Mental Health and Wellness

By Chernise Joseph

I’ll be real with you, for this month’s topic I struggled to come up with something that felt at least a little optimistic, but then I realized my best response is just to be honest.

Mental health is a tricky thing to discuss. For one, everyone’s story with both mental health and multiple sclerosis is different. There are some of us that are lucky enough not to struggle much with either, but the older I get, the more I realize those sorts of people are rarer than I realized. All my life, I’ve heard how “everybody’s going through something,” and my response was almost always “but they aren’t going through what I’m going through!” as if that somehow validated how I felt despite never actually feeling any better.

Here’s the thing with mental health: just like multiple sclerosis, it’s an invisible ailment in many people and that, to me, is the most unfair part of struggling with either because I’ve noticed the empathy factor from others in the world drastically lowers when you’re able to smile and–to them anyway–you “look okay.” Side note: I’m definitely including myself in that critique, especially pre-MS.

Three weeks ago, Texas did everything it could to put my mental health to the test. Yes, the entire state of Texas decided to perform some sort of survival exercise to see if we’re all prepared for the apocalypse, apparently. In southeast Texas where I live, the temperature rarely drops beneath 30 during our coldest days in winter. We’ll get some snow flurries here and there, but otherwise “moderate” would be a generous descriptor for the 3 months of winter we get each year. However, February decided to deliver a one-two (three, four, five…) punch and not only give us single digit days, but also complete it with snow and ice. I like to think of Dante’s icy layer of hell when I describe what happened that week to people because I had no idea cold could be so awful.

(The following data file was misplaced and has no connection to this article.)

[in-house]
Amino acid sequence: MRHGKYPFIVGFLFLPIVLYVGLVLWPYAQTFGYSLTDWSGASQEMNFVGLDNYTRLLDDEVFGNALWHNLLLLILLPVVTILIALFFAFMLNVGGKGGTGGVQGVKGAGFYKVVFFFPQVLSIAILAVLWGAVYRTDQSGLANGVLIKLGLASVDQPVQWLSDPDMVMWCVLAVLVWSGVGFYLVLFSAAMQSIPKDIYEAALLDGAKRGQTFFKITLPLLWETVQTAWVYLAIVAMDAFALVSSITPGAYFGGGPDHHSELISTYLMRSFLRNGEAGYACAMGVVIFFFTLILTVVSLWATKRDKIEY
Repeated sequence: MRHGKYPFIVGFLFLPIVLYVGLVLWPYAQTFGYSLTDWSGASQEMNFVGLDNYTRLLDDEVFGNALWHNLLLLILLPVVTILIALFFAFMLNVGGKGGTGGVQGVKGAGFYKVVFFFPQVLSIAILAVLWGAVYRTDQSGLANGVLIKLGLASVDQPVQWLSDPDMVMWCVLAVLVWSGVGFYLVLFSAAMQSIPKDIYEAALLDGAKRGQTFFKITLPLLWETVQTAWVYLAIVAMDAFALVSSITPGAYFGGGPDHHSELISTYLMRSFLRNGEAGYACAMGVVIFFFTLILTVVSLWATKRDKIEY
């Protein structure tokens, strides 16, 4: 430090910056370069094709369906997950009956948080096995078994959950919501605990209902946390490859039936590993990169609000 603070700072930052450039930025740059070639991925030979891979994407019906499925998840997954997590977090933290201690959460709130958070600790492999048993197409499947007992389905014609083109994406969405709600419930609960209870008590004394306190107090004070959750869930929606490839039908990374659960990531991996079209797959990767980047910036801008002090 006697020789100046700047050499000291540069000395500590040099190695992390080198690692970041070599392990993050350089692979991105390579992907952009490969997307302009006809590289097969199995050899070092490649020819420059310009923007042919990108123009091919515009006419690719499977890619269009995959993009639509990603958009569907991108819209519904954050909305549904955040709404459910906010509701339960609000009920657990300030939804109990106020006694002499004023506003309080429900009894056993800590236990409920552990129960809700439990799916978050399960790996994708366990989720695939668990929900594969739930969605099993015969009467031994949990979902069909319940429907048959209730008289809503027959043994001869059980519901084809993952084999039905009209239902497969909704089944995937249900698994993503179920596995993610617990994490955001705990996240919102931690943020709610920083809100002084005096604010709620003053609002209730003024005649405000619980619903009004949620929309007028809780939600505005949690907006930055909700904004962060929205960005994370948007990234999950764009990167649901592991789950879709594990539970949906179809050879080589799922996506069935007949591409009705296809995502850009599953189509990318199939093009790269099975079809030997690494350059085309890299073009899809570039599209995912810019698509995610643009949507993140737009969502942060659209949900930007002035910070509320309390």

I’ll set the scene: I’m caring for my ailing mother, the temperature is steadily dropping outside, and all at once, the power goes out. It’s around 11AM on Monday at this point and we’re hearing reports from family members that their electricity is out, too, and they’re at least an hour away in Houston. It wasn’t a local thing, it was everywhere. Immediately, panic sets in. The snow has started to fall outside, and the temperature has as well, though we were thankfully still in the double digits. I call a close friend for help because already I’m beginning to see cars collide outside from the icy layers forming on the street. We’re Texan, y’all. We barely know how to drive in the rain.

My mom and I decide that calling an ambulance for her would be the best plan. She’s medically fragile and we knew the hospital would at least have power and nurses who could care for her. The medics arrive and I had to beg them to ignore COVID procedures and allow me to ride with her to the hospital. They agree and let me sit up front. While they’re loading her into the back, I overhear on their radio that all ambulances would be grounded at 5PM. At least in the town where I reside, we were going to be on our own through the night… I think it hit me right then that this wasn’t just a sit around and have hot cocoa situation.